STRUCTURE&WORKING OF HUMAN EYE

STRUCTURE OF HUMAN EYE AND ITS WORKING

The human eye has been called the most complex organ in our body. It is amazing that so small can have so many parts. Eye is a natural optical instrument. It is present in the form of eyeball in the sockets of our skull. Its diameter is approximately 2.5 cm.

Three layers of eye ball:

  1. Outermost layer – Sclera
  2. Middle layer – choroid
  3. Innermost layer – retina
  1. Sclera:

It is the outermost, white, tough layer. It covers the whole part of the eyeball. It protects the eyeball. The front portion of the sclera is known as cornea.

  • Cornea:

Cornea is covered by a thin, transparent membrane known as conjunctiva.  Conjunctiva helps the eye to be moist and prevent the dryness.

  1. Choroid:

It is the middle layer of the eyeball. It is made up of connective tissue. It is red brown in color.  It provides the nutrition to the eye.

  • Iris:

 

 

It is circular, colored area of the eye that surrounds the pupil. It is found in different colors like brown, black, blue, green, etc.

  • Function of Iris:

It controls the amount of light that enters the eye.

  • Pupil:             It is an aperture which enlarges and shrinks like a diaphragm of a camera lens.
    • Function of Pupil:

    It allows the light to enter through the eye lens.

    • IMPORTANT POINTS :
    • The iris allows more light into the eye when environment is dark and allows less light into the eye when environment is bright.
    • The size of pupil is control by the action of papillary sphincter muscle and dilator muscle.
    • Eye lens:

    Behind the iris, there is a transparent biconvex structure holed by cilliary muscles are known as eye lens.

    • Function of eye lens:

    It helps to focus the light on the retina.

    • Cilliary muscles:

    It holds the eye lens and adjusts the focal length of the eye lens so that any object can be seen clearly.

    1. Retina:

    It is the innermost layer of the eyeball. Retina contains blood vessels that nourish them. Retina also has two types of photoreceptors: rods and cones.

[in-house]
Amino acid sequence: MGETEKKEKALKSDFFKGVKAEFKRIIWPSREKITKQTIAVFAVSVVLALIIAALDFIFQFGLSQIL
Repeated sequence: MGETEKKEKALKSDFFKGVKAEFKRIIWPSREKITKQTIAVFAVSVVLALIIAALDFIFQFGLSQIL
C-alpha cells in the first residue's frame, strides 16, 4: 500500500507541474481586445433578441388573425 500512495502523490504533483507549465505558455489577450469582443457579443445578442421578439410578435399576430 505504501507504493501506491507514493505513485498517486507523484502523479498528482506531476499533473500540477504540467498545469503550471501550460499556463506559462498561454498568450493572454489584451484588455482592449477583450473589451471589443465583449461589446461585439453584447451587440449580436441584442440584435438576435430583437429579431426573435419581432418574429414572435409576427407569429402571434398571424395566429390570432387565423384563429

The most sensitive part of retina is a small area known as Macula where millions cones are tightly packed.

    • Important Points:
    • High density of cones in macula makes the visual images detailed.

    types of photoreceptoRs

    There are two types of photoreceptors:

    • Cones:

    Cones are responsible for sharp, detailed central and color vision. They are mainly clustered in macula. These cells are less sensitive to light.

     

    • Rods:

    Rods are responsible for night and side vision. These cells are more sensitive to light. These are mainly clustered in peripheral areas of the retina.

    • Important points:
    • Rods are more numerous than cones.

    Chambers of eye ball

    The eyeball is divided into two chambers:

    • Anterior chamber:

    It is the space between the inner part of the cornea and the eye lens. It has a fluid known as aqueous humor. Aqueous humor contains mainly water and a little amount of salt.

    • Posterior chamber:

    It is the space between the lens and retina. It has a jelly like fluid known as vitreous humor. Vitreous humor contains water, salt and albumin protein. It nourishes the retina.

    • Important points:
    • Both these fluids generate pressure to fill out the eye ball.
    • It also helps to maintain its shape.

    Working of eye

    When light enter into the eye it passes through pupil. Iris controls the amount of the light. The cilliary muscles help the lens to focus the object on the retina. When light strikes on either on the rods or the cones of the retina, it is converted into an electric signal. The photoreceptors in the retina convert the light into the electrical signals. These signals carried to the brain by optic nerves and nerve fibers. The brain then translates the electrical signal into images we see.

    Each eye has own optic nerve and nerve fibers. Both optic nerves meet at the optic chiasm. From the optic chiasm, half of the optic nerve from each side cross to the other side and run (continue) to the backside of the brain.

    Thus the right side of the brain receives impulses from the left optic nerve as well as right optic nerve and the left side of the brain receives impulse from the right optic nerve as well as the left optic nerve. Then the brain integrates the information to produce a complete picture.

 

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